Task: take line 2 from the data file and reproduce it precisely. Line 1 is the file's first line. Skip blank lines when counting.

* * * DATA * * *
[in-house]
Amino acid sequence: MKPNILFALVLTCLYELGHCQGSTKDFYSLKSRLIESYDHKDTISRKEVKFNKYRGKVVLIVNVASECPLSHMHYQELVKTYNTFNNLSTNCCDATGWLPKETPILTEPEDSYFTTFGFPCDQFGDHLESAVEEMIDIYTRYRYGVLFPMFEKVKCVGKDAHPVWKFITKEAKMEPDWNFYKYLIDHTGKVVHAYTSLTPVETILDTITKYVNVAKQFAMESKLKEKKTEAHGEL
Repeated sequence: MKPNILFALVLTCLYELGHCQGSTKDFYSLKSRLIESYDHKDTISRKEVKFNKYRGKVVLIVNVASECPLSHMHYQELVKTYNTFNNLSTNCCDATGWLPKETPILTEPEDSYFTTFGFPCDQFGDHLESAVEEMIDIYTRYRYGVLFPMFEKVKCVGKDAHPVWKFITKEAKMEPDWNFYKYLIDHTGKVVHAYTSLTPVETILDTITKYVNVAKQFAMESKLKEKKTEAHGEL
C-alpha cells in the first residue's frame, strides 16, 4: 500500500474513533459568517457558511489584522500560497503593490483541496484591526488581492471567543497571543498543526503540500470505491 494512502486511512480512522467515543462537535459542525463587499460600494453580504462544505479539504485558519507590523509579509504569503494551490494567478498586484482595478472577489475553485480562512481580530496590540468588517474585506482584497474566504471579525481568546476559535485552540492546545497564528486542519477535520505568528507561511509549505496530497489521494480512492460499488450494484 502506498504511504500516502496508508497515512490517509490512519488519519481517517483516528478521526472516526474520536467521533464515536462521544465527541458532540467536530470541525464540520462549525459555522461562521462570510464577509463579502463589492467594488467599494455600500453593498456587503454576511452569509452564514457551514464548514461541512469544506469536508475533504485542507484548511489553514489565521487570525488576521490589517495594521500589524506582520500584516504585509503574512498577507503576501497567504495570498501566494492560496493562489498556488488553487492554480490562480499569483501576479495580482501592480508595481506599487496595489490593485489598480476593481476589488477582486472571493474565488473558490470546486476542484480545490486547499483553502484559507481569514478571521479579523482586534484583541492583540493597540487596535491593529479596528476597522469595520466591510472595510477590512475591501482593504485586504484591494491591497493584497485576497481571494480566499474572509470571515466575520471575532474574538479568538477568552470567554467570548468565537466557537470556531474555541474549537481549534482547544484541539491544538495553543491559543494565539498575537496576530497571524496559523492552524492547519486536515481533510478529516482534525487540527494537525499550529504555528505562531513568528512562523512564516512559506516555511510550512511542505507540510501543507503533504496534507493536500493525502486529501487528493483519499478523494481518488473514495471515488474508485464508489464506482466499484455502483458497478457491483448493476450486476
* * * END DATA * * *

Amino acid sequence: MKPNILFALVLTCLYELGHCQGSTKDFYSLKSRLIESYDHKDTISRKEVKFNKYRGKVVLIVNVASECPLSHMHYQELVKTYNTFNNLSTNCCDATGWLPKETPILTEPEDSYFTTFGFPCDQFGDHLESAVEEMIDIYTRYRYGVLFPMFEKVKCVGKDAHPVWKFITKEAKMEPDWNFYKYLIDHTGKVVHAYTSLTPVETILDTITKYVNVAKQFAMESKLKEKKTEAHGEL